Getting up close and personal with the Mighty#
“WHY does the uncle not have a beard, Daddy?” the little boy asked his father.
The boy was utterly perplexed at my (the the “uncle’s”) lack of facial hair.
Considering I was very proud of my tiny goatee which I had cultivated for the better part of the last decade, I would have taken offence if the question wasn’t being posed in the most adoring, honest manner.
The little boy was Abdullah Amla. The father, of course, is Hashim Mahomed Amla.
And displaying the same comfort and ease with which the leading Proteas batsman flicks a 150km/h delivery off his pads to the boundary, he simply smiled and said: “The uncle is trying, my boy,” before winking in my direction.
This occurred at dinner the night after South Africa had defeated Sri Lanka at the SCG to win their first World Cup knockout match, at the 2015 version of the tournament.
Unlike many of his teammates, Amla chose to celebrate the occasion with a group of close friends and family at the home of an acquaintance in the plush suburbs of Sydney.
I feel privileged that Amla afforded me the opportunity to get behind that defence he displays so solidly on the field and in media conferences, over meals that are often brought about through the wonderful hospitality of his many “acquaintances” around the world.
Journalism teaches us to report objectively on subjects we cover, and I have criticised him when necessary. But having a close-up experience of Amla in these candid moments has only given me a greater appreciation of the player out in the middle.
Amla’s Proteas’ teammates often speak about his wicked sense of humour. From the outside it’s hard to imagine. On the inside I can attest to that. At every dinner I am introduced to the table thus: “This is Zaahier Adams, be careful what you say, he’s a reporter.”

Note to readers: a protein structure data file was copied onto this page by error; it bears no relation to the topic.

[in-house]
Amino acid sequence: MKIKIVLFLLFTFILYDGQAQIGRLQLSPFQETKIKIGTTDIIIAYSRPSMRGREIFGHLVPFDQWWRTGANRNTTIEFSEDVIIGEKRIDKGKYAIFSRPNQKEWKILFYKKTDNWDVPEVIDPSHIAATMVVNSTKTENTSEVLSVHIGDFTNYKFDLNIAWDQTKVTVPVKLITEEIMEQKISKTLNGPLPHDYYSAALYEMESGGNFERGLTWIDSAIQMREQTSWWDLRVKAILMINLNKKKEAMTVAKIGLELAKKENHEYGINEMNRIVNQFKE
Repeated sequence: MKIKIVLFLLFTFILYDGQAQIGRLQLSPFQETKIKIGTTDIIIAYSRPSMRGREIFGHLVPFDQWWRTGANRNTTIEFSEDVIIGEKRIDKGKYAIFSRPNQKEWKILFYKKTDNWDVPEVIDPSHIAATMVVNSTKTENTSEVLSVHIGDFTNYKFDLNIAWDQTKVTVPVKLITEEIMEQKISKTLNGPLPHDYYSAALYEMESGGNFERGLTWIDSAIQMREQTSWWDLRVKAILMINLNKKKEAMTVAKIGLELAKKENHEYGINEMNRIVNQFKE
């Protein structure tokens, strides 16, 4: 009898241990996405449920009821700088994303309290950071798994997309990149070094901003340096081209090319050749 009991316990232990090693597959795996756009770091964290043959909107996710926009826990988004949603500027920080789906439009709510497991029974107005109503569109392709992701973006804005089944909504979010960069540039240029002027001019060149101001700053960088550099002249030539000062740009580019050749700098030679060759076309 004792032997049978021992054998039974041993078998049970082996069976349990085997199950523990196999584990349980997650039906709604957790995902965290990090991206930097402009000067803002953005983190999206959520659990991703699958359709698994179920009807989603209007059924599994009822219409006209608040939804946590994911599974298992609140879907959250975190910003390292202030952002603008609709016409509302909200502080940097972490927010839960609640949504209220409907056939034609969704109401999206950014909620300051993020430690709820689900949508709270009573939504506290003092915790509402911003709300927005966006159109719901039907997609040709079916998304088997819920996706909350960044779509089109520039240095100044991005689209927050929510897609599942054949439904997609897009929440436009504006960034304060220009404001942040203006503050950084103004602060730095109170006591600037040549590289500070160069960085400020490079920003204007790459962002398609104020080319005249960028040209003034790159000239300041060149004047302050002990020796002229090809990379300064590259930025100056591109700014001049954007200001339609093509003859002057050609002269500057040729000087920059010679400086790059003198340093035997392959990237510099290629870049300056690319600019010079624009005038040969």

This often loosens everyone up for the evening, although a certain Usman Khawaja was rather cautious until Amla told the Australian left-hander, “Don’t worry, he’s not like your lot”, which again had the table in stitches and left “Uzzie” feeling a lot more relaxed.
Sometimes, though, it’s not all laughs and giggles. There are serious discussions, too – none more so than during the England tour to South Africa in 2015/16.
Amla was still captain of the Proteas Test side, his team had just returned from surrendering their proud away Test record in India, and England were now exerting pressure on the hosts.
Amla was desperate for the Proteas to turn their fortunes around. He believed the only way it could be achieved was for him to step down as captain and focus solely on trying to score runs to help the team achieve its objective.
I was fully against it but we debated for many hours what the ramifications of his decision would be.
History tells us I lost the battle to convince him to stay on. History also tells us that his was the right decision.
The burning question I had always wanted to ask him, but never dared, even in our private conversations, related to whether he was persuaded to take on the leadership reins. Or had it been his own decision?
Fresh from scoring a double-century, Amla answered that emphatically during that fateful Newlands Test last year. As he said at the time: “You don’t look like me in this world without being firm on what you want to do.”
Amla has been firm from the moment he chose not to wear the alcoholic beverage sponsor’s logo on his right breast all those years ago. It was always going to be upstream from there on.
The fact that he’s still going strong and on the verge of 100 Test caps speaks volumes not only about the cricketer, but the man more importantly.
And for that alone, South Africa should stand up and salute the Mighty# today.
FRANK TALK: Hashim Amla, left, and our cricket writer Zaahier Adams.